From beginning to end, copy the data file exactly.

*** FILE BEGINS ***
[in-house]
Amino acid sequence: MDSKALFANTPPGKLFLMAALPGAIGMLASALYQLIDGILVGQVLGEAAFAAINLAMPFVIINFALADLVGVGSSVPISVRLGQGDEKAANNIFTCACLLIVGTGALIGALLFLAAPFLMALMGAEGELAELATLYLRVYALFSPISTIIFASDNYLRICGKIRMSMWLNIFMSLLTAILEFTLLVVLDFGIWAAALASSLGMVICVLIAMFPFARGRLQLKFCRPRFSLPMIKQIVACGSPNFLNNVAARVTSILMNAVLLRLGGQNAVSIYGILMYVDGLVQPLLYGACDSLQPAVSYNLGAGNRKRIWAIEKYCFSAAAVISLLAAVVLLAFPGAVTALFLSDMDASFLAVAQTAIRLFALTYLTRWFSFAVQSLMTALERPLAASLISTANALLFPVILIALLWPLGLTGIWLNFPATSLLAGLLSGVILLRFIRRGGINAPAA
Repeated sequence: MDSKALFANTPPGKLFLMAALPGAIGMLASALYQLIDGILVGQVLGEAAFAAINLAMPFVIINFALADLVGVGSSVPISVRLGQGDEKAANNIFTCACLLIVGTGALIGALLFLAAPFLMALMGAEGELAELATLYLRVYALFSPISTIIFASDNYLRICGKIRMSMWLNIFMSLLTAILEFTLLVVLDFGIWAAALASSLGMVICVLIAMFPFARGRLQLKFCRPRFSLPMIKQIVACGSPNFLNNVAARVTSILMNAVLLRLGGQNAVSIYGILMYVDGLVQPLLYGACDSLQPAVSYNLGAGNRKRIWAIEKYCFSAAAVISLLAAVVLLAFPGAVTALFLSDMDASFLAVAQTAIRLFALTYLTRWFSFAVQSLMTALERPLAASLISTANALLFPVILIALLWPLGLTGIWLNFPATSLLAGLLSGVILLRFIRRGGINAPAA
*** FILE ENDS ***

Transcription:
[in-house]
Amino acid sequence: MDSKALFANTPPGKLFLMAALPGAIGMLASALYQLIDGILVGQVLGEAAFAAINLAMPFVIINFALADLVGVGSSVPISVRLGQGDEKAANNIFTCACLLIVGTGALIGALLFLAAPFLMALMGAEGELAELATLYLRVYALFSPISTIIFASDNYLRICGKIRMSMWLNIFMSLLTAILEFTLLVVLDFGIWAAALASSLGMVICVLIAMFPFARGRLQLKFCRPRFSLPMIKQIVACGSPNFLNNVAARVTSILMNAVLLRLGGQNAVSIYGILMYVDGLVQPLLYGACDSLQPAVSYNLGAGNRKRIWAIEKYCFSAAAVISLLAAVVLLAFPGAVTALFLSDMDASFLAVAQTAIRLFALTYLTRWFSFAVQSLMTALERPLAASLISTANALLFPVILIALLWPLGLTGIWLNFPATSLLAGLLSGVILLRFIRRGGINAPAA
Repeated sequence: MDSKALFANTPPGKLFLMAALPGAIGMLASALYQLIDGILVGQVLGEAAFAAINLAMPFVIINFALADLVGVGSSVPISVRLGQGDEKAANNIFTCACLLIVGTGALIGALLFLAAPFLMALMGAEGELAELATLYLRVYALFSPISTIIFASDNYLRICGKIRMSMWLNIFMSLLTAILEFTLLVVLDFGIWAAALASSLGMVICVLIAMFPFARGRLQLKFCRPRFSLPMIKQIVACGSPNFLNNVAARVTSILMNAVLLRLGGQNAVSIYGILMYVDGLVQPLLYGACDSLQPAVSYNLGAGNRKRIWAIEKYCFSAAAVISLLAAVVLLAFPGAVTALFLSDMDASFLAVAQTAIRLFALTYLTRWFSFAVQSLMTALERPLAASLISTANALLFPVILIALLWPLGLTGIWLNFPATSLLAGLLSGVILLRFIRRGGINAPAA